Development Of Computer Science

Computer science as an independent discipline dates to only about 1960, although the electronic digital computer that is the object of its study was invented some two decades earlier. The roots of computer science lie primarily in the related fields of electrical engineering and mathematics. Electrical engineering provides the basics of circuit design—namely, the idea that electrical impulses input to a circuit can be combined to produce arbitrary outputs. The invention of the transistor and the miniaturization of circuits, along with the invention of electronic, magnetic, and optical media for the storage of information, resulted from advances in electrical engineering and physics. Mathematics is the source of one of the key concepts in the development of the computer—the idea that all information can be represented as sequences of zeros and ones. In the binary number system, numbers are represented by a sequence of the binary digits 0 and 1 in the same way that numbers in the familiar decimal system are represented using the digits 0 through 9. The relative ease with which two states (e.g., high and low voltage) can be realized in electrical and electronic devices led naturally to the binary digit, or bit, becoming the basic unit of data storage and transmission in a computer system.

The Boolean algebra developed in the 19th century supplied a formalism for designing a circuit with binary input values of 0s and 1s (false or true, respectively, in the terminology of logic) to yield any desired combination of 0s and 1s as output. Theoretical work on computability, which began in the 1930s, provided the needed extension to the design of whole machines; a milestone was the 1936 specification of the conceptual Turing machine (a theoretical device that manipulates an infinite string of 0s and 1s) by the British mathematician Alan Turing and his proof of the model’s computational power. Another breakthrough was the concept of the stored-program computer, usually credited to the Hungarian-American mathematician John von Neumann. This idea—that instructions as well as data should be stored in the computer’s memory for fast access and execution—was critical to the development of the modern computer. Previous thinking was limited to the calculator approach, in which instructions are entered one at a time.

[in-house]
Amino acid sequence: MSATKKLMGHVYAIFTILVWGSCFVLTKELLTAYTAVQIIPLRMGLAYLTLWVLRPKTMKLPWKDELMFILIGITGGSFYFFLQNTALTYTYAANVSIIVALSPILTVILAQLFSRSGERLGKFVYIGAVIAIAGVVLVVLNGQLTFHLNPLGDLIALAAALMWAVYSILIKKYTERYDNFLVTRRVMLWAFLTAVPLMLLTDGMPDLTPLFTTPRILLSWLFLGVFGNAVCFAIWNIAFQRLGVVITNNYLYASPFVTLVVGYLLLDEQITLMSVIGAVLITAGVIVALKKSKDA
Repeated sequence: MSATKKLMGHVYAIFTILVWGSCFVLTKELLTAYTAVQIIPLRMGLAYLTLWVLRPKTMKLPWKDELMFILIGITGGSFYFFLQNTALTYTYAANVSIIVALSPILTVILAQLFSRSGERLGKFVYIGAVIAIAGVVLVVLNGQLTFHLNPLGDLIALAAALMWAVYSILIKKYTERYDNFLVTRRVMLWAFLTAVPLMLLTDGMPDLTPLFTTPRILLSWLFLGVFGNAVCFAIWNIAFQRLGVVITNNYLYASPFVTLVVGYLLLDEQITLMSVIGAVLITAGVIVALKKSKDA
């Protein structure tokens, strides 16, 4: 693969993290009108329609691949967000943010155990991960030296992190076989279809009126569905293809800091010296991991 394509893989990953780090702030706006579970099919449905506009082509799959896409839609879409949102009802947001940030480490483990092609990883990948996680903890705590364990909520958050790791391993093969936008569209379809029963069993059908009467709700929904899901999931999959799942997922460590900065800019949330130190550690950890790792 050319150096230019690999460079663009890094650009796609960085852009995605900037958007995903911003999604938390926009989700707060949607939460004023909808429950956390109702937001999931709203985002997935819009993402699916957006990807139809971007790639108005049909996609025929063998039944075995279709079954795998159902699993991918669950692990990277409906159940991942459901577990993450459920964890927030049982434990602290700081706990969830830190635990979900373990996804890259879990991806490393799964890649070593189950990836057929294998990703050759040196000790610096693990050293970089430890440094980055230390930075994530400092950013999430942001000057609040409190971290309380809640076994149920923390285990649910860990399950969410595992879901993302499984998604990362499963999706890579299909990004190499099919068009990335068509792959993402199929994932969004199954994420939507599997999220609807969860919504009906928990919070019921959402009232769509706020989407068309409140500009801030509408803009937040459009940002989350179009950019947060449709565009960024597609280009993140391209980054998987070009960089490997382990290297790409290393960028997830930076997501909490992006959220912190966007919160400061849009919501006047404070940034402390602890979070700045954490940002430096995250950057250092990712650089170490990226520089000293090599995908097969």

The needs of users and their applications provided the main driving force in the early days of computer science, as they still do to a great extent today. The difficulty of writing programs in the machine language of 0s and 1s led first to the development of assembly language, which allows programmers to use mnemonics for instructions (e.g., ADD) and symbols for variables (e.g., X). Such programs are then translated by a program known as an assembler into the binary encoding used by the computer. Other pieces of system software known as linking loaders combine pieces of assembled code and load them into the machine’s main memory unit, where they are then ready for execution. The concept of linking separate pieces of code was important, since it allowed “libraries” of programs to be built up to carry out common tasks—a first step toward the increasingly emphasized notion of software reuse. Assembly language was found to be sufficiently inconvenient that higher-level languages (closer to natural languages) were invented in the 1950s for easier, faster programming; along with them came the need for compilers, programs that translate high-level language programs into machine code. As programming languages became more powerful and abstract, building efficient compilers that create high-quality code in terms of execution speed and storage consumption became an interesting computer science problem in itself.